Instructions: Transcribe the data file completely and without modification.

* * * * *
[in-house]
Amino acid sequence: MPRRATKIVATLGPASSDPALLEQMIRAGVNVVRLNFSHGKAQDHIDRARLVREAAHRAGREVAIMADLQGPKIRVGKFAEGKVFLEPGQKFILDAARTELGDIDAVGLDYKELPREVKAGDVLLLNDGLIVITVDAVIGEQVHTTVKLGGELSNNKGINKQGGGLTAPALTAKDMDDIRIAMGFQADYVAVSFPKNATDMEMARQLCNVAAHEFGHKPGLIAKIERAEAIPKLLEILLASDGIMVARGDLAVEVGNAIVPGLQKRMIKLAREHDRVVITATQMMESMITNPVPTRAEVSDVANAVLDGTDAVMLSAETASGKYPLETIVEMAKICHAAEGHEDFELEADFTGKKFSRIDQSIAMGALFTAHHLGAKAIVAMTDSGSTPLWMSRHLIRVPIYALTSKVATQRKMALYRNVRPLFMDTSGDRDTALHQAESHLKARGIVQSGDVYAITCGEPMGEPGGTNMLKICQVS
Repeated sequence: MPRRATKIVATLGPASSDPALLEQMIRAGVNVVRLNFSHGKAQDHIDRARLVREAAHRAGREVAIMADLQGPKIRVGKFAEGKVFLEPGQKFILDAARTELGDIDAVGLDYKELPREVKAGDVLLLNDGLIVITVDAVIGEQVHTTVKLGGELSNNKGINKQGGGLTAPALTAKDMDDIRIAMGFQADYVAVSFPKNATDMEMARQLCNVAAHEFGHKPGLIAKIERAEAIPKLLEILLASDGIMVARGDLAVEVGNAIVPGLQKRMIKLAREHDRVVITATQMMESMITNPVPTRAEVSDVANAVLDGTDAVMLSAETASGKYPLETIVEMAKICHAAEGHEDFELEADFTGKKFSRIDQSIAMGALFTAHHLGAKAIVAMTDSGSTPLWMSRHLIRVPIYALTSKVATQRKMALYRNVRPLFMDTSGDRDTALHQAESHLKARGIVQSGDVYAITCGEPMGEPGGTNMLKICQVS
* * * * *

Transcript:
[in-house]
Amino acid sequence: MPRRATKIVATLGPASSDPALLEQMIRAGVNVVRLNFSHGKAQDHIDRARLVREAAHRAGREVAIMADLQGPKIRVGKFAEGKVFLEPGQKFILDAARTELGDIDAVGLDYKELPREVKAGDVLLLNDGLIVITVDAVIGEQVHTTVKLGGELSNNKGINKQGGGLTAPALTAKDMDDIRIAMGFQADYVAVSFPKNATDMEMARQLCNVAAHEFGHKPGLIAKIERAEAIPKLLEILLASDGIMVARGDLAVEVGNAIVPGLQKRMIKLAREHDRVVITATQMMESMITNPVPTRAEVSDVANAVLDGTDAVMLSAETASGKYPLETIVEMAKICHAAEGHEDFELEADFTGKKFSRIDQSIAMGALFTAHHLGAKAIVAMTDSGSTPLWMSRHLIRVPIYALTSKVATQRKMALYRNVRPLFMDTSGDRDTALHQAESHLKARGIVQSGDVYAITCGEPMGEPGGTNMLKICQVS
Repeated sequence: MPRRATKIVATLGPASSDPALLEQMIRAGVNVVRLNFSHGKAQDHIDRARLVREAAHRAGREVAIMADLQGPKIRVGKFAEGKVFLEPGQKFILDAARTELGDIDAVGLDYKELPREVKAGDVLLLNDGLIVITVDAVIGEQVHTTVKLGGELSNNKGINKQGGGLTAPALTAKDMDDIRIAMGFQADYVAVSFPKNATDMEMARQLCNVAAHEFGHKPGLIAKIERAEAIPKLLEILLASDGIMVARGDLAVEVGNAIVPGLQKRMIKLAREHDRVVITATQMMESMITNPVPTRAEVSDVANAVLDGTDAVMLSAETASGKYPLETIVEMAKICHAAEGHEDFELEADFTGKKFSRIDQSIAMGALFTAHHLGAKAIVAMTDSGSTPLWMSRHLIRVPIYALTSKVATQRKMALYRNVRPLFMDTSGDRDTALHQAESHLKARGIVQSGDVYAITCGEPMGEPGGTNMLKICQVS